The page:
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Anabasii, in antiquity, were couriers who travelled on horseback or in chariots, quickly bringing messages and commands from elsewhere. The word comes from the Greek αναβασις (adscensus, "mounting").

Anabasii were regularly used by the Greeks and Romans starting at the time of Augustus. The Persians had mounted couriers before this, though; Xenophon attributed the first use of couriers to Cyrus the Younger. Anabasii changed horses regularly, in order to maintain a swift rate of travel.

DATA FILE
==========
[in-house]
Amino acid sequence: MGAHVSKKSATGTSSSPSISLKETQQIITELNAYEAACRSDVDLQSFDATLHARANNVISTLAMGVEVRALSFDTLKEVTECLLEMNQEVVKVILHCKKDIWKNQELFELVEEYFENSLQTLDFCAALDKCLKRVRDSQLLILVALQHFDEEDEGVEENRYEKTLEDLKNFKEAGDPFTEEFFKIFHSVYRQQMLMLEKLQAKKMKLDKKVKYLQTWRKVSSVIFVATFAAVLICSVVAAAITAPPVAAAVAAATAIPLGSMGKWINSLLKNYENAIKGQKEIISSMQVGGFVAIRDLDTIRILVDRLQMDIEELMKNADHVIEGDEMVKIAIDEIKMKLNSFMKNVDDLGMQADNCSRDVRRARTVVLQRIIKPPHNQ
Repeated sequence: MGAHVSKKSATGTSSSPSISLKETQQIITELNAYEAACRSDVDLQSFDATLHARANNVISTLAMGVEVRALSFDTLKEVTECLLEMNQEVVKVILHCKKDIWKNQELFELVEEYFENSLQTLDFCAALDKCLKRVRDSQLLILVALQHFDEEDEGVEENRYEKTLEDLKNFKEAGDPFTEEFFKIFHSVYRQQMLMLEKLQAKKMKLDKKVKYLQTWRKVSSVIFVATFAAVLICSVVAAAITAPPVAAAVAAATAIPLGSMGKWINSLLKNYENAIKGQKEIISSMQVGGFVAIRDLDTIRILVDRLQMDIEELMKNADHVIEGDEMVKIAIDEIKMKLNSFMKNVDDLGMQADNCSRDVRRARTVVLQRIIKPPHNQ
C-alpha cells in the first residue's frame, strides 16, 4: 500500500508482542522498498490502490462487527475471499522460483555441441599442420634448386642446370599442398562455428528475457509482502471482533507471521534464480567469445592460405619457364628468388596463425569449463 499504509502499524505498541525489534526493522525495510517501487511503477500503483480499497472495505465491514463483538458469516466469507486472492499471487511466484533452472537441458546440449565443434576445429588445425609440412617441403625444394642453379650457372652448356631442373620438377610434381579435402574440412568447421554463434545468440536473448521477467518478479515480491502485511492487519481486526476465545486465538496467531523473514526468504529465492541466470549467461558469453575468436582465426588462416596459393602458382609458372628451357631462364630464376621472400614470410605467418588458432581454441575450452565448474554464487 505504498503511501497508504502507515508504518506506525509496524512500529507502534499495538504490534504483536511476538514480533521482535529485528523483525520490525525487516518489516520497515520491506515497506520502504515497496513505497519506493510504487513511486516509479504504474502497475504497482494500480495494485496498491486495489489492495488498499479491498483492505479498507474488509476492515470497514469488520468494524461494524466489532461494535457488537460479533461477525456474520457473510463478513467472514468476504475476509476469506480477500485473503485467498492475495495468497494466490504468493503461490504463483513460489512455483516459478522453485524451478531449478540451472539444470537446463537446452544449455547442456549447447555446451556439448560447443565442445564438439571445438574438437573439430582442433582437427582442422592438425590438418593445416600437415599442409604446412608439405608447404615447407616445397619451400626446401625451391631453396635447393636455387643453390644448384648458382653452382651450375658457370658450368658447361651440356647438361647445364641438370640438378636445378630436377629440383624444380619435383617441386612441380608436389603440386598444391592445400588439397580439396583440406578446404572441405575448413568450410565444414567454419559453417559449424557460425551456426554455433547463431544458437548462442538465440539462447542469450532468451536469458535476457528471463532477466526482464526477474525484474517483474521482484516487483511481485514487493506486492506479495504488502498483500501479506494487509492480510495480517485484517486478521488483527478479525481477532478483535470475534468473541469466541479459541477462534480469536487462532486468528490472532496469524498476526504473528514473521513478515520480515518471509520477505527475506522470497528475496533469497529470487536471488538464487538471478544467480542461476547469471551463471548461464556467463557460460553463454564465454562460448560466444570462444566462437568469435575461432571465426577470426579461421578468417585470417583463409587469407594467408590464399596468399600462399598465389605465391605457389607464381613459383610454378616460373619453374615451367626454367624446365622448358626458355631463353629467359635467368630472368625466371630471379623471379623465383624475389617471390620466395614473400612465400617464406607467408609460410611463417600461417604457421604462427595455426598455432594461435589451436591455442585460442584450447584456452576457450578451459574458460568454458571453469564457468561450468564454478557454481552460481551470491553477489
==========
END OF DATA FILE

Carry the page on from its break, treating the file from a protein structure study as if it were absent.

In Roman Britain, Rufinus made use of anabasii, as documented in Saint Jerome's memoirs (adv. Ruffinum, l. 3. c. 1.): "Idcircone Cereales et Anabasii tui per diversas provincias cucurrerunt, ut laudes meas legerent?" ("Is it on that account that your Cereales and Anabasii circulated through many provinces, so that they might read my praises?")

Other types of couriers contemporary to the anabasii included the Greek hemeredromi, who carried their messages by foot.


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